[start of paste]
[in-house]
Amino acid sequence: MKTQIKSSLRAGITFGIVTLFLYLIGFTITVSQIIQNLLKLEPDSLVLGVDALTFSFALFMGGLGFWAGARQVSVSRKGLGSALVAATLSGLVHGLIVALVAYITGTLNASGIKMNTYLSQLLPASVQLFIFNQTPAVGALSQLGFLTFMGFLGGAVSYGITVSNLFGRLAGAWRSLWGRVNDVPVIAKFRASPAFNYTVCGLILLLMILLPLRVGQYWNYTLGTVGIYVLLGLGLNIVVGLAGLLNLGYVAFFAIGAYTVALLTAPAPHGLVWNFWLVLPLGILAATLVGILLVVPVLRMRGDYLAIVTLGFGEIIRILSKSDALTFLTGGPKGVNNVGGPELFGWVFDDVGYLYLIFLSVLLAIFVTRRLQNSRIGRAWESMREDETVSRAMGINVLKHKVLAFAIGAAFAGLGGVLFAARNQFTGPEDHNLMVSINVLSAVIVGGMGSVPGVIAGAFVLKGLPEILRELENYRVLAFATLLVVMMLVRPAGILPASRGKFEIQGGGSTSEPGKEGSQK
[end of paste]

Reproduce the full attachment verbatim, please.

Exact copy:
[in-house]
Amino acid sequence: MKTQIKSSLRAGITFGIVTLFLYLIGFTITVSQIIQNLLKLEPDSLVLGVDALTFSFALFMGGLGFWAGARQVSVSRKGLGSALVAATLSGLVHGLIVALVAYITGTLNASGIKMNTYLSQLLPASVQLFIFNQTPAVGALSQLGFLTFMGFLGGAVSYGITVSNLFGRLAGAWRSLWGRVNDVPVIAKFRASPAFNYTVCGLILLLMILLPLRVGQYWNYTLGTVGIYVLLGLGLNIVVGLAGLLNLGYVAFFAIGAYTVALLTAPAPHGLVWNFWLVLPLGILAATLVGILLVVPVLRMRGDYLAIVTLGFGEIIRILSKSDALTFLTGGPKGVNNVGGPELFGWVFDDVGYLYLIFLSVLLAIFVTRRLQNSRIGRAWESMREDETVSRAMGINVLKHKVLAFAIGAAFAGLGGVLFAARNQFTGPEDHNLMVSINVLSAVIVGGMGSVPGVIAGAFVLKGLPEILRELENYRVLAFATLLVVMMLVRPAGILPASRGKFEIQGGGSTSEPGKEGSQK